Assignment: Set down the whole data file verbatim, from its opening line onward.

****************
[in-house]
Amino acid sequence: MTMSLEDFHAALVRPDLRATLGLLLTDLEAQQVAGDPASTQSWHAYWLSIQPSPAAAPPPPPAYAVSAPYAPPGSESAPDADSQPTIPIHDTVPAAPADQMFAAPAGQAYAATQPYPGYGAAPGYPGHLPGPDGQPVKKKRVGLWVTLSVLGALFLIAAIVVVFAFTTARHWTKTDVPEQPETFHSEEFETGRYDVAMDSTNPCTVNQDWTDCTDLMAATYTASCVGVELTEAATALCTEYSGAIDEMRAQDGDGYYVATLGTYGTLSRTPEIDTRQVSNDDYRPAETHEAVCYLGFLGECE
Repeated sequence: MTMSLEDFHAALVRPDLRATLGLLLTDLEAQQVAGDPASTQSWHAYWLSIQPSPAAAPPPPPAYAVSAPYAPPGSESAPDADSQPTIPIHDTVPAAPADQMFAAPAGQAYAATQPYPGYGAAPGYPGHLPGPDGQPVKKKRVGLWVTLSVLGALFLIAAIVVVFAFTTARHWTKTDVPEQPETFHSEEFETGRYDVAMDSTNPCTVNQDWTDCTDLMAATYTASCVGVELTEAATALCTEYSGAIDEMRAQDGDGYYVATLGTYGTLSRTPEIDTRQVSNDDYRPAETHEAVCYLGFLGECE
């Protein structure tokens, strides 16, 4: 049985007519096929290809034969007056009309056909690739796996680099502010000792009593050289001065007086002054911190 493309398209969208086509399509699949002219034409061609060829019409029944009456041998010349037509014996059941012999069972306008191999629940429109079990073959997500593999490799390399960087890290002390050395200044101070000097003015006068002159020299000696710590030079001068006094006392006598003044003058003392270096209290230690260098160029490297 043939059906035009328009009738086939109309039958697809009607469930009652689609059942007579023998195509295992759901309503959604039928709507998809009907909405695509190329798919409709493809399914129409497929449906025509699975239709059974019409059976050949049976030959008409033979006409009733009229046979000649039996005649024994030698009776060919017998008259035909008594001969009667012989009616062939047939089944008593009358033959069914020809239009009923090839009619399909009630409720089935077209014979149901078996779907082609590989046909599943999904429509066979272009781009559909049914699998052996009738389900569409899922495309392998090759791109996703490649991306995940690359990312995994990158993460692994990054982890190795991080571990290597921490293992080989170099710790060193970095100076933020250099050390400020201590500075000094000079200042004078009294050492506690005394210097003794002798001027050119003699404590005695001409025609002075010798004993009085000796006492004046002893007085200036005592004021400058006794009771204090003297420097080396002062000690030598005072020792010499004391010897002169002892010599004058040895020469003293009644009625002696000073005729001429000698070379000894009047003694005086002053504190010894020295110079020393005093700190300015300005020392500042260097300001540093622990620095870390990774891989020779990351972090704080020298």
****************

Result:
[in-house]
Amino acid sequence: MTMSLEDFHAALVRPDLRATLGLLLTDLEAQQVAGDPASTQSWHAYWLSIQPSPAAAPPPPPAYAVSAPYAPPGSESAPDADSQPTIPIHDTVPAAPADQMFAAPAGQAYAATQPYPGYGAAPGYPGHLPGPDGQPVKKKRVGLWVTLSVLGALFLIAAIVVVFAFTTARHWTKTDVPEQPETFHSEEFETGRYDVAMDSTNPCTVNQDWTDCTDLMAATYTASCVGVELTEAATALCTEYSGAIDEMRAQDGDGYYVATLGTYGTLSRTPEIDTRQVSNDDYRPAETHEAVCYLGFLGECE
Repeated sequence: MTMSLEDFHAALVRPDLRATLGLLLTDLEAQQVAGDPASTQSWHAYWLSIQPSPAAAPPPPPAYAVSAPYAPPGSESAPDADSQPTIPIHDTVPAAPADQMFAAPAGQAYAATQPYPGYGAAPGYPGHLPGPDGQPVKKKRVGLWVTLSVLGALFLIAAIVVVFAFTTARHWTKTDVPEQPETFHSEEFETGRYDVAMDSTNPCTVNQDWTDCTDLMAATYTASCVGVELTEAATALCTEYSGAIDEMRAQDGDGYYVATLGTYGTLSRTPEIDTRQVSNDDYRPAETHEAVCYLGFLGECE
């Protein structure tokens, strides 16, 4: 049985007519096929290809034969007056009309056909690739796996680099502010000792009593050289001065007086002054911190 493309398209969208086509399509699949002219034409061609060829019409029944009456041998010349037509014996059941012999069972306008191999629940429109079990073959997500593999490799390399960087890290002390050395200044101070000097003015006068002159020299000696710590030079001068006094006392006598003044003058003392270096209290230690260098160029490297 043939059906035009328009009738086939109309039958697809009607469930009652689609059942007579023998195509295992759901309503959604039928709507998809009907909405695509190329798919409709493809399914129409497929449906025509699975239709059974019409059976050949049976030959008409033979006409009733009229046979000649039996005649024994030698009776060919017998008259035909008594001969009667012989009616062939047939089944008593009358033959069914020809239009009923090839009619399909009630409720089935077209014979149901078996779907082609590989046909599943999904429509066979272009781009559909049914699998052996009738389900569409899922495309392998090759791109996703490649991306995940690359990312995994990158993460692994990054982890190795991080571990290597921490293992080989170099710790060193970095100076933020250099050390400020201590500075000094000079200042004078009294050492506690005394210097003794002798001027050119003699404590005695001409025609002075010798004993009085000796006492004046002893007085200036005592004021400058006794009771204090003297420097080396002062000690030598005072020792010499004391010897002169002892010599004058040895020469003293009644009625002696000073005729001429000698070379000894009047003694005086002053504190010894020295110079020393005093700190300015300005020392500042260097300001540093622990620095870390990774891989020779990351972090704080020298």